On my recent family vacation I was road tripping through the beautiful and scorched Sierra Nevada range. We had spent many weeks planning the trip via endless email chains, Google docs, and texts flying between four busy adults in three different parts of the country.  There had been votes, arguments, calculations of driving times, and re-calibrations due to no vacancies in various locations. My husband loves maps, and he had worked very hard to plan out some epic hikes that would satisfy the one daughter who had spent the summer working and hiking all over Yosemite and environs, and the other daughter who works behind a desk in Boston and couldn’t remember where her hiking boots were. We had a plan in place to spend a tiny bit of time on the Valley floor and a lot of time in the high country, and at the end, we would make the trek over Tioga Pass to the Western Slope – one of the most dramatic drives in the American West. Everyone was happy and in high spirits as we made our way into Yosemite Valley.

We stopped at the Ranger toll station and paid our fee. “Are you planning to drive over Tioga Pass?” the Ranger asked.

We all looked at each other in disbelief.

“Yes,” Rob said, his voice tinged with hope.

“Sorry, sir,” the Ranger said, “The pass is closed due to the Walker Fire. The winds have shifted and the road is in jeopardy.”

We got some information and some maps so we could try to salvage our trip, then slowly pulled away. Into the stunned silence, Emily, my younger daughter, said, “Remember that time we spent weeks planning a trip that never happened?” – and we all laughed and knew that whatever happened, it would be just fine.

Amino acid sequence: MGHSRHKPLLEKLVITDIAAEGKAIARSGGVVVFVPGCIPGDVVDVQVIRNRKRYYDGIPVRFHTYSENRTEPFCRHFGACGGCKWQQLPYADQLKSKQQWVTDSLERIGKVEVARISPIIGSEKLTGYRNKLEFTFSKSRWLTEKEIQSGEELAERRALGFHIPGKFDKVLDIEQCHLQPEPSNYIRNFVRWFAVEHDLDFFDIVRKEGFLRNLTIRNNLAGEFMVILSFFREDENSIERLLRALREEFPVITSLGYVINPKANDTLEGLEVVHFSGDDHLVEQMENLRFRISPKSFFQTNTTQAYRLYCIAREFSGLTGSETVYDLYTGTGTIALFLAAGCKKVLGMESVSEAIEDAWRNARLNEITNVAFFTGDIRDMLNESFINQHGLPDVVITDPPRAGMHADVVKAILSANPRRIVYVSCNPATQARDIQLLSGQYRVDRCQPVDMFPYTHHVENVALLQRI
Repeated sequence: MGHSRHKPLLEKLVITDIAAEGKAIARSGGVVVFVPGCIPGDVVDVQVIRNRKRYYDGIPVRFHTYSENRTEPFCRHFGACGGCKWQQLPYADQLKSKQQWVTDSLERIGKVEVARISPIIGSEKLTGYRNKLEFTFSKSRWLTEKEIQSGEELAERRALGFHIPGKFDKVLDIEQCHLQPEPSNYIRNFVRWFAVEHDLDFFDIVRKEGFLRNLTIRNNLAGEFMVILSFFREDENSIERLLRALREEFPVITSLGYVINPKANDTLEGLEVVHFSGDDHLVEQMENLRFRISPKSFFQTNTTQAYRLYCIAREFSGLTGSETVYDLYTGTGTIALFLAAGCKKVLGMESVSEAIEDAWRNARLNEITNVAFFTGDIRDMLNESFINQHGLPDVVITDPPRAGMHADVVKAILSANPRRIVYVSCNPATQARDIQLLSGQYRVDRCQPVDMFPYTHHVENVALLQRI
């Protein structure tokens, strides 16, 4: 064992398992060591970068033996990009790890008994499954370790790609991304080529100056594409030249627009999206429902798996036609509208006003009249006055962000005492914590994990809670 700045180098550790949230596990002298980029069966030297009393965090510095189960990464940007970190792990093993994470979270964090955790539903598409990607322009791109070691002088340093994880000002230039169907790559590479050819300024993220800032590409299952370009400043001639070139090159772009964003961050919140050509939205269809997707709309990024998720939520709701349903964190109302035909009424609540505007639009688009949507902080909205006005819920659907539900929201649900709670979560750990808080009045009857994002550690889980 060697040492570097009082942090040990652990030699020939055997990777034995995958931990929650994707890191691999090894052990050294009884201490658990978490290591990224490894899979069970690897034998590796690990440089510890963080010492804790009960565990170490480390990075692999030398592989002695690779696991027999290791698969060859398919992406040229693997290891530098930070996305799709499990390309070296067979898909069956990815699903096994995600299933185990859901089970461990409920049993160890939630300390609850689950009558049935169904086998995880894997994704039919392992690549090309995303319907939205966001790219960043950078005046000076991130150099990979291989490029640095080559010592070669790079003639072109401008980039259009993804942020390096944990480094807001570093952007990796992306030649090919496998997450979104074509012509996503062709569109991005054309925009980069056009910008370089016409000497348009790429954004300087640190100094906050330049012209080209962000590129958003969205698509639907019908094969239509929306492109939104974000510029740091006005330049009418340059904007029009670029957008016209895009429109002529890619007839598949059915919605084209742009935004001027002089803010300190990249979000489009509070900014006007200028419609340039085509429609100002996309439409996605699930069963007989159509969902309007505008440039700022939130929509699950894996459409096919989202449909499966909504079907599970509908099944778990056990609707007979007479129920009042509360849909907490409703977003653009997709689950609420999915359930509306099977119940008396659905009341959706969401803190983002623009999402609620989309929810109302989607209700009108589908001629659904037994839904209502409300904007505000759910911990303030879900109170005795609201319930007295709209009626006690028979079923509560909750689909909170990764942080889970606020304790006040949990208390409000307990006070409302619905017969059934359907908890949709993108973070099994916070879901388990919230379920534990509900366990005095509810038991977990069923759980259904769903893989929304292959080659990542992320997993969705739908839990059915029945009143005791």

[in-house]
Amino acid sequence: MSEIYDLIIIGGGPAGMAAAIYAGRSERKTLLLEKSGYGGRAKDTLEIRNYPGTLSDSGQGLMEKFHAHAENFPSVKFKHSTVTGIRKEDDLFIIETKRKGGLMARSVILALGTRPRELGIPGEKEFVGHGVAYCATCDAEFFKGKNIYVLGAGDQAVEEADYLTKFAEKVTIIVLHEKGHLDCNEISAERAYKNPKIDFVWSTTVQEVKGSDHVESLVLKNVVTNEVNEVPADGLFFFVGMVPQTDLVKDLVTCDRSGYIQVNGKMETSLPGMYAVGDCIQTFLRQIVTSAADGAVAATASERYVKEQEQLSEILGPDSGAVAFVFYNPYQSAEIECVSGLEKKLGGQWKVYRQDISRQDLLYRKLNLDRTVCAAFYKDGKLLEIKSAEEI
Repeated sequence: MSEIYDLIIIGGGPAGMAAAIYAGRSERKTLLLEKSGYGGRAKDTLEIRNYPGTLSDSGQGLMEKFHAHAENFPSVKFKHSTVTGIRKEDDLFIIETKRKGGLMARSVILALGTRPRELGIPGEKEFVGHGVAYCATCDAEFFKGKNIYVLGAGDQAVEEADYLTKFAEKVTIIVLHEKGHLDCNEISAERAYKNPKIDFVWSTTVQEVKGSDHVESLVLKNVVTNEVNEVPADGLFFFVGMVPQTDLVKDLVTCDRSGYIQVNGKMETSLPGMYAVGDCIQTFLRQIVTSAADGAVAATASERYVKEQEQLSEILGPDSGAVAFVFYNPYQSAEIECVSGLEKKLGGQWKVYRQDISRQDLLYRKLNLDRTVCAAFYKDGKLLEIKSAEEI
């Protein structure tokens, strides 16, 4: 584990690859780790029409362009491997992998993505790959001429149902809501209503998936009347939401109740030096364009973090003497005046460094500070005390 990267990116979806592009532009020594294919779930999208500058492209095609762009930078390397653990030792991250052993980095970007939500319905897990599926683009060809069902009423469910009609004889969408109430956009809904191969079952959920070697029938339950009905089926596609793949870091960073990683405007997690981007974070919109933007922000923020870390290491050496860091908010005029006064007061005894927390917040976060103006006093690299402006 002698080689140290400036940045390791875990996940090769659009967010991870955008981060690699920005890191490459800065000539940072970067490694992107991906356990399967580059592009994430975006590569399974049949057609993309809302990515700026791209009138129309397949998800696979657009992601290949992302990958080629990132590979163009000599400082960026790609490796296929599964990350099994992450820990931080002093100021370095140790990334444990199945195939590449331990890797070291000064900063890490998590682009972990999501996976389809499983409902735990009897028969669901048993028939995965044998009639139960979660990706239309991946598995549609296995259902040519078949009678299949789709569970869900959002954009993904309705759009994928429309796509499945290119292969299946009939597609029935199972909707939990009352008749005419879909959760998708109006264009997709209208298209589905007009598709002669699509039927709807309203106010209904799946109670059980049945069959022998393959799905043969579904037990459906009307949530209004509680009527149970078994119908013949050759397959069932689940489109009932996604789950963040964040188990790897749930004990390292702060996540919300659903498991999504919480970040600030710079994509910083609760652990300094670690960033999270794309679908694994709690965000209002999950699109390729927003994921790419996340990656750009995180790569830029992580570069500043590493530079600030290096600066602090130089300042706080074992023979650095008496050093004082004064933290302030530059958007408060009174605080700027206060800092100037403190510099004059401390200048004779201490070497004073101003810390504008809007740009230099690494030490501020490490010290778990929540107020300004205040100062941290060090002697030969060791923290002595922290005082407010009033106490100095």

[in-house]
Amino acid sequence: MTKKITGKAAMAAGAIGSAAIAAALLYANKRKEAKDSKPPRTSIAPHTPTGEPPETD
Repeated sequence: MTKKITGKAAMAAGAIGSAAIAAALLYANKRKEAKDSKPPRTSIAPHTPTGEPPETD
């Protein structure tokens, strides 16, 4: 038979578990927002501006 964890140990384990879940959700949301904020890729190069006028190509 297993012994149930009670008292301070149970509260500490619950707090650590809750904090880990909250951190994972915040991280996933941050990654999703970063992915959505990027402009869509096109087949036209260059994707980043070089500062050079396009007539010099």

I realized in that moment that what Emily had done was use a story to make meaning of our experience. She had instantly framed the situation as a narrative we would one day tell, and imbued it with meaning before any of the rest of us had even had time to consider the consequences of the change.

This is the incredible power of narrative. This is why stories are part of every culture that has ever lived, and why readers will always flock to books, whether fiction, memoir or non-fiction. Stories are how we make sense of the world. They are how we bring meaning to events and experiences. They are what we rely on when the rug has been pulled out from under us – whether on a long vacation weekend or when suffering the darkest night of the soul.

This is why, whatever you are writing, you need to keep writing it. Somewhere out there, people are experiencing something that they are struggling to make sense of. They are waiting for your book to help them frame the situation and give it meaning. They need your narrative to help them make meaning of it – just as much as they need air and water.

P.S. We had a great trip and actually got to make the drive over Tioga Pass, in a police-led convoy. (If that makes you think of The Convoy Song, you are not alone. I, in fact, sang it to the rangers at the top of the pass in order to earn our way through. I am not proud of the fact that I can remember the chorus to that bizarre 1978 hit, but there you have it…  The Walker Fire is still not contained.)